El Curi

En la Habana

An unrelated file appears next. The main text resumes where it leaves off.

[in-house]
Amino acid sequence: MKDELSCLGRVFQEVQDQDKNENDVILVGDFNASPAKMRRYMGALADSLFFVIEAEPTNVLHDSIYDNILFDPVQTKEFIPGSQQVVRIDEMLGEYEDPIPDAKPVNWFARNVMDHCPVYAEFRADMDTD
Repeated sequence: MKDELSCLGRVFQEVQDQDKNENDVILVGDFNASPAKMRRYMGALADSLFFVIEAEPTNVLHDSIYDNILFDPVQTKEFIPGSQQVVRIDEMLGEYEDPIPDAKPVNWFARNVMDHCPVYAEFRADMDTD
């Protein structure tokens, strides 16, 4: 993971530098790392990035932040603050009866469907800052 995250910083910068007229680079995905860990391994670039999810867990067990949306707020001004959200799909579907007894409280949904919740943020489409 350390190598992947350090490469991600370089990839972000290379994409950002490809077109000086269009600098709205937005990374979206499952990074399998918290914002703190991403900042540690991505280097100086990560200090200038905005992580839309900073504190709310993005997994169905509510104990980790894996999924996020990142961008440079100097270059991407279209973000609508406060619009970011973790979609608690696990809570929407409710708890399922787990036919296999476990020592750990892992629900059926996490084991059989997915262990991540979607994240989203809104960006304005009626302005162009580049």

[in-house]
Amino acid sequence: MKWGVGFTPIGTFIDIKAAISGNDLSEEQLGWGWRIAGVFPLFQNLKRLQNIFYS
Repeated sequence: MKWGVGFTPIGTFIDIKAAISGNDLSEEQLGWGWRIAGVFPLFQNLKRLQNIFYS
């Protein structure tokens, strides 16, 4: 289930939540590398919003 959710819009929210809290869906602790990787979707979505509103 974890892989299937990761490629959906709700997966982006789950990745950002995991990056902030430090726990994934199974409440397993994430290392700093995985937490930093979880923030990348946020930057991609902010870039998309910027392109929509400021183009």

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Songwriter, singer, and guitarist El Curi is actually named Antonio Curiel, a Spaniard who has lived in Cuba since 1994. His tourist visa expired in 1995, but it hasn't stopped him. His lifelong dreams are tied up with the island and its people, and he will never leave of his own accord. Curiel makes his living mainly on the streets, using his wits, selling cold drink, working at a tobacco stand for a little change -- whatever it takes to get through another day. And that passion for living shows up on his debut album recorded with the backing of the awesome, renowned Septeto Santiaguero. These deep, blues-laden habaneras and boleros are full of a modern sense of life in the throbbing, shambling metropolis of Havana's old harbor district. The music found on El Curi's record is not the romantic sound of old Havana, the traditional music of son. Instead, it is comprised of traditional song forms, but carries within it the bustling, hustling modernity of a generation of musicians who respect their tradition while intending to preserve it by expanding its reach. Hence, there are a slew of electric guitars here and the slightest touch of drum programming to accompany the harmonicas, guitarrons, accordions, brass, bass, and -- of course -- the chorus-style singing indigenous to Cuban song forms. Along with the habaneras and boleros there are transmuted sambas and sons processed by passion rather than imitation or an attempt at fusion. One example is "Naufrago Azul" ("Blues Castaway"). Accompanied by electric guitars, congas, and even djembes, along with his own 12-string playing solo lines over a minimal muted trumpet section, Curiel sings (in Spanish), "One night down at the pier/Like runaway horses/We were gulls on the sea/A word written on the wall." On "Arrebatao por Ti" ("Crazy About You"), in the steamy heat of a habanera, Curiel sings about Cuba with his heart spilling from his mouth: "All your streets are a sanctuary of light and color/And taking it all in/Left me drunk...." On "En la Taberna del Puerto" ("In the Tavern Down by the Port"), his passion comes through the drunkenness and brokenness of his protagonist. The Septeto slithers through the mix until the middle of the tune, when the tempo and keys change and Curiel sings, "Let's drink/To forget the nostalgia from across the miles/That you bring out in me/Your loneliness/Is a knife that cuts/That wounds and tears me up/Barman, pour me another rum/Being without her/This passion that I feel/Is so strong it claws at me from the inside...." The finest track on the disc, however, is "Mani, Mani" ("Peanuts, Peanuts"), a bad-assed bolero with a Carlos Santana-styled guitar running through the middle and a full horn section challenging its prominence; the rhythms crisscross through the mix, dueling with one another and telling a story that is better left discovered by the listener (the lyrics are translated for gringos). The intensity is nearly as unbearable as the rhythm is infectious. En la Habana is perhaps the only project of its kind, delivered by a wandering Spanish heart passionately possessed by a foreign country while remaining true to its own roots and obsessions. This is no fusion record; this is a work of art.

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